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Three ways to fix our schooling

  • 26 October 2018


These days, a deluge of teachers is spilling the beans about what's wrong with Australian schooling. Their stories tell, from the inside out, of the damage that international measurement, low tertiary entrance requirements for education students, constant national testing, and the general politicisation of schooling has had on the morale of students, their teachers and principals. Indeed there is much to fix in our schools, but three factors should frame our discussion of school reform and renewal.

First is inequity. Across the world, discourse about inequity and social division gathers momentum. Since at least 2009, the Organisation of Economic Cooperation and Development (OECD), a peak body for international educational achievement measurement, has found that social equity and strong academic performance go together. Countries with low levels of 'social stratification', in other words low levels of inequity, have better overall educational performance.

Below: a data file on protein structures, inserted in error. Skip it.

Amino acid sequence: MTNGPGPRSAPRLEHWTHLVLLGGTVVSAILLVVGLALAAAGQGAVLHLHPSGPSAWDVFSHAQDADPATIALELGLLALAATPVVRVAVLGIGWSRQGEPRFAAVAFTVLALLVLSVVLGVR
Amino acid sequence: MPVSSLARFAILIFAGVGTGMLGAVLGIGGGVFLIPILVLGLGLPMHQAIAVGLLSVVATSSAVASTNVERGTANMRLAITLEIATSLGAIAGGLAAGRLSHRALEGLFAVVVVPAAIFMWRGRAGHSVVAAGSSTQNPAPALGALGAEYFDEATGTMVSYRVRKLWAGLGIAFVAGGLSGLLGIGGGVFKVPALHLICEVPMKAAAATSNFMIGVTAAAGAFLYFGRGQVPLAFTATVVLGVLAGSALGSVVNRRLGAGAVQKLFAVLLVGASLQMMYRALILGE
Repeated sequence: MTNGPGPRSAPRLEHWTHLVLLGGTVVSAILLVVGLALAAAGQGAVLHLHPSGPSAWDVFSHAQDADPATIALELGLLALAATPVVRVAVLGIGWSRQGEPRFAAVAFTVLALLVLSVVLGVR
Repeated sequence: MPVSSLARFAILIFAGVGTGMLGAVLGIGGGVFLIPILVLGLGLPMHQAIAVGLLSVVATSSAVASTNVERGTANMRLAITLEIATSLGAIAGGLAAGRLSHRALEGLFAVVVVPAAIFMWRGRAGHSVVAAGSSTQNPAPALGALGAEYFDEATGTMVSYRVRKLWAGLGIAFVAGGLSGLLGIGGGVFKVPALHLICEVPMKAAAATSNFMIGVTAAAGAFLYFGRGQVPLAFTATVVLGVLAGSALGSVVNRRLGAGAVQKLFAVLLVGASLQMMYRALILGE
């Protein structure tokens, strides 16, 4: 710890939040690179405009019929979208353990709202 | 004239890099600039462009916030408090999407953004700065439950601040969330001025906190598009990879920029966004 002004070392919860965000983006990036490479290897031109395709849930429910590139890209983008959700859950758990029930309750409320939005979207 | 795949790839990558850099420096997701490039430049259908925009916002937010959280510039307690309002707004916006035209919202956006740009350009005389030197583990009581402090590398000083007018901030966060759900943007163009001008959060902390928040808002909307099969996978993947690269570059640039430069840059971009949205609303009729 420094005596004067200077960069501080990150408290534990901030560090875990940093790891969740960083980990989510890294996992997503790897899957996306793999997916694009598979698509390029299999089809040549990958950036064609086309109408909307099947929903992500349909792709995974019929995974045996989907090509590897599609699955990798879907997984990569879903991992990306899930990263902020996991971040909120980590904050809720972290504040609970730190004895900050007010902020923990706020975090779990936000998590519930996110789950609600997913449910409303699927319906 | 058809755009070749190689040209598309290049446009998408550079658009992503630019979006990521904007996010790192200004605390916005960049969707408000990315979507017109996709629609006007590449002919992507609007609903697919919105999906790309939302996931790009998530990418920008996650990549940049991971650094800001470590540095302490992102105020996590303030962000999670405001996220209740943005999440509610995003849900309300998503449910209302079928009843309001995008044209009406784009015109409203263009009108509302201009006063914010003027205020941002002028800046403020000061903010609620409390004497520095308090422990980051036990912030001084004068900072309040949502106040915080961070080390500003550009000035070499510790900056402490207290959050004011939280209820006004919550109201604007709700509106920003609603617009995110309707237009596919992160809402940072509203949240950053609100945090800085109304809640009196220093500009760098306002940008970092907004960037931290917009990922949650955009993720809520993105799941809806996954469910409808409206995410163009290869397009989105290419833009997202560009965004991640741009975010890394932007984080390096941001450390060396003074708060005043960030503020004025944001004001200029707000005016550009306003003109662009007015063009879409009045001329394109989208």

In Australia, our levels of inequality in schooling are high. The best indicator is the Index of Community Socio-Educational Advantage score (ICSEA), available on the myschool website. Take for example the case of schools in my own city, Canberra. A school with a high ICSEA score is Canberra Grammar and a school with a low one is Calwell High. The former has 85 per cent of its students living in households with the highest quarter of income in the country. The latter has zero per cent.

At the other end of the income scale, Canberra Grammar has no students at all in the bottom quarter of household income compared to Calwell High with 41 per cent. Indeed, at Calwell High 71 per cent of all students come from households in the two bottom quarters of income compared to Canberra Grammar with 98 per cent from households in the two top quarters of income. Consider how these sharp differences impact the provision of equal access to learning, equal access to opportunity and equal access to learning outcomes.

Second is school structures, systemic elements that are rarely spoken about, perhaps because these structures are not apparent from outside a school. On a recent visit to two American middle schools in high performing state districts, I learned that in these jurisdictions a teacher teaches only her subject area and only a single year group, for example year eight maths. In this way she will cover one particular topic five times every day to every student in the year group.

Imagine the expertise these teachers have in their